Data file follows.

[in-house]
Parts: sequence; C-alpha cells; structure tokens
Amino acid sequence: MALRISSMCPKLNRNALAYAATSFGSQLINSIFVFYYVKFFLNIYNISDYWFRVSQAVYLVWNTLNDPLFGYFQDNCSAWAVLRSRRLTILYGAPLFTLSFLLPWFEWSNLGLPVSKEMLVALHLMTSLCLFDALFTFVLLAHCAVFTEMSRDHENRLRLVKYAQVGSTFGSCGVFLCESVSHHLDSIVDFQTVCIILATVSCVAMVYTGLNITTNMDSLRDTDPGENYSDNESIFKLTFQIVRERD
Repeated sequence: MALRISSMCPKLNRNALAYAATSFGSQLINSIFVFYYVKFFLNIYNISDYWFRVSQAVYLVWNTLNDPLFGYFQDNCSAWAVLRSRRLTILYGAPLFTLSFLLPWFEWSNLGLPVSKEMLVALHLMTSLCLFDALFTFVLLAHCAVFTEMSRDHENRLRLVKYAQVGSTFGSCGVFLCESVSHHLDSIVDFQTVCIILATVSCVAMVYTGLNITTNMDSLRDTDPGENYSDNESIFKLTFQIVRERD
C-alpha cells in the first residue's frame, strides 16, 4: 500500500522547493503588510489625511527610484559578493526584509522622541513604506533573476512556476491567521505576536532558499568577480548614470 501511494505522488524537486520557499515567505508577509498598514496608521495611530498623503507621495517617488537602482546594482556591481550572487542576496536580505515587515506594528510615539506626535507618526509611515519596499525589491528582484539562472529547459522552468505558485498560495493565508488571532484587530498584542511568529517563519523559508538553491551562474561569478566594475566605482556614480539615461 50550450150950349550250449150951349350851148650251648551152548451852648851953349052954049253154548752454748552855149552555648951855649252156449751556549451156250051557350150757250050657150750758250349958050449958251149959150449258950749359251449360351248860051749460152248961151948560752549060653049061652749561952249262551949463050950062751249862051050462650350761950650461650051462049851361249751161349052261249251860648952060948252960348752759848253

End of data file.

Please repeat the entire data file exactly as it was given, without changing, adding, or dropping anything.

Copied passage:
[in-house]
Parts: sequence; C-alpha cells; structure tokens
Amino acid sequence: MALRISSMCPKLNRNALAYAATSFGSQLINSIFVFYYVKFFLNIYNISDYWFRVSQAVYLVWNTLNDPLFGYFQDNCSAWAVLRSRRLTILYGAPLFTLSFLLPWFEWSNLGLPVSKEMLVALHLMTSLCLFDALFTFVLLAHCAVFTEMSRDHENRLRLVKYAQVGSTFGSCGVFLCESVSHHLDSIVDFQTVCIILATVSCVAMVYTGLNITTNMDSLRDTDPGENYSDNESIFKLTFQIVRERD
Repeated sequence: MALRISSMCPKLNRNALAYAATSFGSQLINSIFVFYYVKFFLNIYNISDYWFRVSQAVYLVWNTLNDPLFGYFQDNCSAWAVLRSRRLTILYGAPLFTLSFLLPWFEWSNLGLPVSKEMLVALHLMTSLCLFDALFTFVLLAHCAVFTEMSRDHENRLRLVKYAQVGSTFGSCGVFLCESVSHHLDSIVDFQTVCIILATVSCVAMVYTGLNITTNMDSLRDTDPGENYSDNESIFKLTFQIVRERD
C-alpha cells in the first residue's frame, strides 16, 4: 500500500522547493503588510489625511527610484559578493526584509522622541513604506533573476512556476491567521505576536532558499568577480548614470 501511494505522488524537486520557499515567505508577509498598514496608521495611530498623503507621495517617488537602482546594482556591481550572487542576496536580505515587515506594528510615539506626535507618526509611515519596499525589491528582484539562472529547459522552468505558485498560495493565508488571532484587530498584542511568529517563519523559508538553491551562474561569478566594475566605482556614480539615461 50550450150950349550250449150951349350851148650251648551152548451852648851953349052954049253154548752454748552855149552555648951855649252156449751556549451156250051557350150757250050657150750758250349958050449958251149959150449258950749359251449360351248860051749460152248961151948560752549060653049061652749561952249262551949463050950062751249862051050462650350761950650461650051462049851361249751161349052261249251860648952060948252960348752759848253